I recently pushed away from my desk in favour of a walk in the forest with Whitman. The deadline to finish my novel looms, but a part of me called out the restorative time in nature. The October air was cool against my cheek that day and the earthy smell of fallen leaves ever present. The sumacs had turned blood red and the poplar leaves became shimmering coins against the sky.
A character in my novel The Last Hoffman, has drawn me to Leaves of Grass, a collection of poetry by Walt Whitman. Much of Whitman’s work centres on nature and so he was a fitting companion for my forest walk.
“Here by myself away from the clank of the world,
Tallying and talk’d to here by tongues aromatic,
No longer abash’d, (for in this secluded spot I can respond as I would
not dare elsewhere)”
Walt Whitman, excerpt from Paths Untrodden from Leaves of Grass
For me, walking is a meditative exercise and when done in nature, the effect is doubly so. My breath slows and deepens. The stress knotted in my chest and shoulders relaxes. I’m in the moment and this is when thoughts flow freely, problems resolve themselves, and my creative mind is refreshed.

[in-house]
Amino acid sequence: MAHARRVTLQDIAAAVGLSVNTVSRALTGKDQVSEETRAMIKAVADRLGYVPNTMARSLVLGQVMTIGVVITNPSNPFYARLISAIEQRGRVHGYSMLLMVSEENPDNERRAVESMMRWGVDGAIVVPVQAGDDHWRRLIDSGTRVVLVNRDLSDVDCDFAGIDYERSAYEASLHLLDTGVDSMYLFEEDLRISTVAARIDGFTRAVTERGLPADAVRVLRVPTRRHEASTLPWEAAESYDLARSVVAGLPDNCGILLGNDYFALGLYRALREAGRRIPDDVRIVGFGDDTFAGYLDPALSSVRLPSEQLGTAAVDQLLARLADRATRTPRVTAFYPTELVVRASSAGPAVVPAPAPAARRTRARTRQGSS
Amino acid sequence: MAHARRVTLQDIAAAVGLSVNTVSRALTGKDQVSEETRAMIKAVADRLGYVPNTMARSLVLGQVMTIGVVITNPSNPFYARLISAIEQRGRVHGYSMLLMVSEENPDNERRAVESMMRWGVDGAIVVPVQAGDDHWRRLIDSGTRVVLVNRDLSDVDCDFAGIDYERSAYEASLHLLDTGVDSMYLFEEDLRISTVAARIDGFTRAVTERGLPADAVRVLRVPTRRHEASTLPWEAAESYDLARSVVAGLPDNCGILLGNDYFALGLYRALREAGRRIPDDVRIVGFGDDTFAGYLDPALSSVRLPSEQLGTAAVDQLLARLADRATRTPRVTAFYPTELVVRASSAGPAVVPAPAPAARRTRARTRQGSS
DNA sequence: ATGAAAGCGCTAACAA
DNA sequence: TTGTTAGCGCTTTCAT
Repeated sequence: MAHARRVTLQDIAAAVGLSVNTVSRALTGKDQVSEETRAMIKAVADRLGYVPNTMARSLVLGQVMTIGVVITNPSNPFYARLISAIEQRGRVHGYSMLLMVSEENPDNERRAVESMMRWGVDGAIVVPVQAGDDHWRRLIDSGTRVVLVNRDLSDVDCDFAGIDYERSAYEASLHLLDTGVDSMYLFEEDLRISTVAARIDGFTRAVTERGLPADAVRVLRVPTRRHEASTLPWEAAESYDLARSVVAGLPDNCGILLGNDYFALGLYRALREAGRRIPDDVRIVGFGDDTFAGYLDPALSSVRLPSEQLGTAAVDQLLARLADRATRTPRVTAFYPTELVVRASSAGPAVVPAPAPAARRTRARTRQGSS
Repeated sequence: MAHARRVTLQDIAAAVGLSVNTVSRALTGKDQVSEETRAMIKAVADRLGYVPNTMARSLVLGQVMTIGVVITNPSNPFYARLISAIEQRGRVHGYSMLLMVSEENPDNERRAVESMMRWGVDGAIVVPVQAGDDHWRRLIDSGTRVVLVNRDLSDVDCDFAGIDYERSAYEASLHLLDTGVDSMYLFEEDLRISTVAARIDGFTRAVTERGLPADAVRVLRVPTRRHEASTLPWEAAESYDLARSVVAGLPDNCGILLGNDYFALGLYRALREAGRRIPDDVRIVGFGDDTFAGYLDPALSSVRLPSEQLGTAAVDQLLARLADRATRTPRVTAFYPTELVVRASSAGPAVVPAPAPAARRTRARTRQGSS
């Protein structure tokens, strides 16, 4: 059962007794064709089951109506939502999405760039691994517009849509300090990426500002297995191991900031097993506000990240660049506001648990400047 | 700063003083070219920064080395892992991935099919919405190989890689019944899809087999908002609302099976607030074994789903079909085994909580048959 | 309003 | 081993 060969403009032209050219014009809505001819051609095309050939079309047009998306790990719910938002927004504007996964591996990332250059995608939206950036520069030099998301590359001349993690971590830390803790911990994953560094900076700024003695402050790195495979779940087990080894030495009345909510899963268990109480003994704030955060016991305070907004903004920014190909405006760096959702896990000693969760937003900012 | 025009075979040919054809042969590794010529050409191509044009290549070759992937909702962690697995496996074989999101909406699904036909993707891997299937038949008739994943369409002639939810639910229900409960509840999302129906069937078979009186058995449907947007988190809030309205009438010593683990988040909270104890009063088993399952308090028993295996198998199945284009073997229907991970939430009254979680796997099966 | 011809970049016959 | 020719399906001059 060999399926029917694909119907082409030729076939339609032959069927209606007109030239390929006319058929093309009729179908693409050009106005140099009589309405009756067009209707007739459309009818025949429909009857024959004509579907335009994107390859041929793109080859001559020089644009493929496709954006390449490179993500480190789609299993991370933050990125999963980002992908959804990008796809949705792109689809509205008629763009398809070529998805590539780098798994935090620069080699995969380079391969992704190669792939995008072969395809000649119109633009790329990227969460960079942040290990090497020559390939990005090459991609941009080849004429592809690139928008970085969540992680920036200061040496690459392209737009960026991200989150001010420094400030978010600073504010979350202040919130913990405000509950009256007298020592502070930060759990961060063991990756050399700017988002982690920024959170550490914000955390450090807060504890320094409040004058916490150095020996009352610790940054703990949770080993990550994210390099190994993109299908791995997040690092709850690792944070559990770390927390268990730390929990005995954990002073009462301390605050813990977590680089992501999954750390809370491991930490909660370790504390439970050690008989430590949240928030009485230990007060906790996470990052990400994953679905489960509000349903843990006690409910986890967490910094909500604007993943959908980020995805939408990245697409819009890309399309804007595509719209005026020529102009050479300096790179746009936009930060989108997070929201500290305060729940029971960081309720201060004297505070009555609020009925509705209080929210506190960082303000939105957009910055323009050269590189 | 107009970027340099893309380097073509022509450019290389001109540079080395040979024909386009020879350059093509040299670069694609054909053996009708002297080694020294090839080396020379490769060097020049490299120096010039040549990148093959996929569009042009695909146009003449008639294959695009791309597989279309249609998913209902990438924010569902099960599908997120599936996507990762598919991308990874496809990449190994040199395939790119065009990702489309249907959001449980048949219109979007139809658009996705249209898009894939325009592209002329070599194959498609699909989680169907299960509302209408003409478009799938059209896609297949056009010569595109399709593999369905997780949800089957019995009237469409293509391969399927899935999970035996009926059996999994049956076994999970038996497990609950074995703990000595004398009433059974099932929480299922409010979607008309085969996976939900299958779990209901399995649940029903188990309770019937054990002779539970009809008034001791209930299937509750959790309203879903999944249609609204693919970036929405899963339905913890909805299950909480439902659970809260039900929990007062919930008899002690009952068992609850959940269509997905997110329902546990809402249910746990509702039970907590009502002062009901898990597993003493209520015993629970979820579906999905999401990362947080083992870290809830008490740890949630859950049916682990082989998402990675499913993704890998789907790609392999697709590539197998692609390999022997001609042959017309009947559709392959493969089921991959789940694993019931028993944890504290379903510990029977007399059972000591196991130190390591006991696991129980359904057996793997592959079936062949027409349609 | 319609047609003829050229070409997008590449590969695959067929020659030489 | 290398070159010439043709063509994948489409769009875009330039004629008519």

“O earth that hast no voice, confide to me a voice,
O harvest of my lands—O boundless summer growths,
O lavish brown parturient earth—O infinite teeming womb,
A song to narrate thee.”
Walt Whitman, excerpt from The Return of Heroes from Leaves of Grass
The forest reminded me that life pulses according to cycles. Vegetation dies and breaks apart into new forms that nourish the earth so new life can rise in the spring. I remind myself that creative energy also has its own ebbs and surges. Some thoughts grow into prose and verse. Some compost when enough time has passed and new offshoots of thought surface.
“Winds of autumn, as I walk’d the woods at dusk I heard your longstretch’d
sighs up above so mournful,”
Walt Whitman, excerpt from I Heard You Solemn-Sweet Pipes of the Organ
A few hours passed and I returned to the warmth of home. Awash with inspiration and wrapped in a shawl, I drew my chair close to the desk and, once again, inhabited the lives of my characters.
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2020 update! The novel referred to in the article is now available
at Amazon in print & ebook format.
Sacrifice, betrayal, family secrets! A widower and young mother struggle to overcome their tragic pasts in a dying mill town. The Last Hoffman explores environmental issues, mental health & social isolation.
October 29, 2016 at 7:43 am
Perfect way to take a break from writing, clear the head and become refreshed. Happy Fall!
October 29, 2016 at 10:00 am
So nice to hear from you! Every time I take that time out for a hike, I return to all aspects of life feeling completely invigorated.
October 29, 2016 at 8:22 am
Gwen We met through Cryssa when you were giving a presentation at the Railway Station. She has shared some your writing with me from time to time and I have enjoyed it very much. Your post on your “Whitman Wood Walk” was very special. I’m lucky enough to live in a home that looks into the woods and I love to walk there too. Your words resonated …restoration and solace. Thank you. Patricia Ward